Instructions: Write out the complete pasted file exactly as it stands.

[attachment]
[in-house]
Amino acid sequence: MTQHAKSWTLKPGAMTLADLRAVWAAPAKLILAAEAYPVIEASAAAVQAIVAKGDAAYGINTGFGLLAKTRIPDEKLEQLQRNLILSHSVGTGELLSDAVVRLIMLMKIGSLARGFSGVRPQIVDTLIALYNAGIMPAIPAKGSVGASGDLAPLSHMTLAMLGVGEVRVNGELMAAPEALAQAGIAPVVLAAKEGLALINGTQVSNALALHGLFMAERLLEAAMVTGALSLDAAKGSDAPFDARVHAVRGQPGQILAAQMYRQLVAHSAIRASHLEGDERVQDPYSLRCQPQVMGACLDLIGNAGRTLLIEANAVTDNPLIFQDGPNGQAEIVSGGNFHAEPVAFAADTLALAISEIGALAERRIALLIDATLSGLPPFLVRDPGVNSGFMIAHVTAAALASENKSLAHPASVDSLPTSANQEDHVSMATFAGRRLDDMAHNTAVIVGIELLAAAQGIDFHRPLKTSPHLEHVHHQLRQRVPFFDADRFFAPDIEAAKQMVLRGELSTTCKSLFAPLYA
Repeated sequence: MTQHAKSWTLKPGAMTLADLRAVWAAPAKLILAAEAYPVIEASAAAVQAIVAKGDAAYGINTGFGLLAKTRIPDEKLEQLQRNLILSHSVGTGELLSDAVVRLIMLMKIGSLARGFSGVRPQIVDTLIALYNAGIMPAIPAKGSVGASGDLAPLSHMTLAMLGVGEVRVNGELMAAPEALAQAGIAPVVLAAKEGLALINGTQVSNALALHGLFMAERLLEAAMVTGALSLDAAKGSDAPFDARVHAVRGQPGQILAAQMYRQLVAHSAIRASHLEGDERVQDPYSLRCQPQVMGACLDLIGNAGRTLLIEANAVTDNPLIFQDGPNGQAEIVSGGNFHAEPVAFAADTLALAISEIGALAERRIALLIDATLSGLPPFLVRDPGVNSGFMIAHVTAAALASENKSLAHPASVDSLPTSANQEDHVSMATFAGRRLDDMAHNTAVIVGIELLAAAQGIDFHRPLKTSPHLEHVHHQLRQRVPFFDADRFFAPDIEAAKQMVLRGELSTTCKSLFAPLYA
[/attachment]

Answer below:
[in-house]
Amino acid sequence: MTQHAKSWTLKPGAMTLADLRAVWAAPAKLILAAEAYPVIEASAAAVQAIVAKGDAAYGINTGFGLLAKTRIPDEKLEQLQRNLILSHSVGTGELLSDAVVRLIMLMKIGSLARGFSGVRPQIVDTLIALYNAGIMPAIPAKGSVGASGDLAPLSHMTLAMLGVGEVRVNGELMAAPEALAQAGIAPVVLAAKEGLALINGTQVSNALALHGLFMAERLLEAAMVTGALSLDAAKGSDAPFDARVHAVRGQPGQILAAQMYRQLVAHSAIRASHLEGDERVQDPYSLRCQPQVMGACLDLIGNAGRTLLIEANAVTDNPLIFQDGPNGQAEIVSGGNFHAEPVAFAADTLALAISEIGALAERRIALLIDATLSGLPPFLVRDPGVNSGFMIAHVTAAALASENKSLAHPASVDSLPTSANQEDHVSMATFAGRRLDDMAHNTAVIVGIELLAAAQGIDFHRPLKTSPHLEHVHHQLRQRVPFFDADRFFAPDIEAAKQMVLRGELSTTCKSLFAPLYA
Repeated sequence: MTQHAKSWTLKPGAMTLADLRAVWAAPAKLILAAEAYPVIEASAAAVQAIVAKGDAAYGINTGFGLLAKTRIPDEKLEQLQRNLILSHSVGTGELLSDAVVRLIMLMKIGSLARGFSGVRPQIVDTLIALYNAGIMPAIPAKGSVGASGDLAPLSHMTLAMLGVGEVRVNGELMAAPEALAQAGIAPVVLAAKEGLALINGTQVSNALALHGLFMAERLLEAAMVTGALSLDAAKGSDAPFDARVHAVRGQPGQILAAQMYRQLVAHSAIRASHLEGDERVQDPYSLRCQPQVMGACLDLIGNAGRTLLIEANAVTDNPLIFQDGPNGQAEIVSGGNFHAEPVAFAADTLALAISEIGALAERRIALLIDATLSGLPPFLVRDPGVNSGFMIAHVTAAALASENKSLAHPASVDSLPTSANQEDHVSMATFAGRRLDDMAHNTAVIVGIELLAAAQGIDFHRPLKTSPHLEHVHHQLRQRVPFFDADRFFAPDIEAAKQMVLRGELSTTCKSLFAPLYA